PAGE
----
The sad news of the death of British psychotherapist and feminist art historian Rozsika Parker provides the opportunity to bring her work to the attention of anyone interested in feminism, art, and women artists. Parker was a pioneer feminist art theorist and activist from the early 70s to the 90s, often collaborating with the art historian Griselda Pollock.
I consider Old Mistresses: Women, Art and Ideology, which Parker and Pollock co-authored, one of the most important books of feminist art theory and history that I ever read: Parker and Pollock examined how art history as a discipline had misogyny at its core, almost as one of its foundational purposes, with all its terms of value strongly gendered to condemn anything that smacked of the so-called feminine, although of course behind the naturalized frame of universalist neutrality. Their second collaboration, Framing Feminism: Art and the Women’s Movement 1970-1985 was and is a great source of information about the feminist art movement in Britain, which sometimes got overwhelmed by the American Women’s Liberation Movement’s belief in its own unique importance. Parker’s The Subversive Stitch: Embroidery and the Making of the Feminine is also a very influential and still relevant book, considering how much we now may take for granted that knitting or embroidering or weaving are acceptable media for high art, instead of being seen as crafts or as the hobby of well brought up girls or domestic servants.
Parker was a bit of a mysterious figure for all of us in the United States who admired these books because Griselda Pollock was the public figure of the two in the context of the art world and academia, speaking at many art history symposia here in the US, while Parker continued her feminist activism working as a psychoanalytic psychotherapist in Britain. Because it has been possible to follow the development of Pollock’s feminist ideology and aesthetic views in the books she wrote without Parker, I always have been curious about Parker’s role and voice in their collaboration and have tried to intuit it in the way one measures a black star, almost by negation, by what was not Griselda Pollock. I formed an image of a fierce feminism tempered by a compassionate focus on the work and the cultural issues affecting women, in life and in history, rather than the approach which won out in the 1980s, one that negated the “theoretical” existence of the (biologically determined) category “Woman” in favor of an interest in (socially constructed and non-biology specific) gender.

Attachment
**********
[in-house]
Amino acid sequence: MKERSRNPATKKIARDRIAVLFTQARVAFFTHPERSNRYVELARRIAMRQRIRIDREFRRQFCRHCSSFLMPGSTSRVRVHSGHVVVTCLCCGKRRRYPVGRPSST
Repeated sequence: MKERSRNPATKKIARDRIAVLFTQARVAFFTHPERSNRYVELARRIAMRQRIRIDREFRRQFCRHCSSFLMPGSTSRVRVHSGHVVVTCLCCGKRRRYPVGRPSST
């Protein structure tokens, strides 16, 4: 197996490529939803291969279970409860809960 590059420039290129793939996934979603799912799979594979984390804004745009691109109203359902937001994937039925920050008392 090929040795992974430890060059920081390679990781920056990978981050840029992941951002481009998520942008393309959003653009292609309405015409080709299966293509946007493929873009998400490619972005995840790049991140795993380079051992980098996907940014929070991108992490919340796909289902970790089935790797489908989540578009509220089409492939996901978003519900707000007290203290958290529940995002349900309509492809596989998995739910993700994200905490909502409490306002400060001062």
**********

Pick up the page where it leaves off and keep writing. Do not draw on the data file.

Sadly Old Mistresses and Framing Feminism have long been out of print. I hope that they can be re-issued because the passion and clarity and sheer historical data in these books would be of great interest to young women artists now.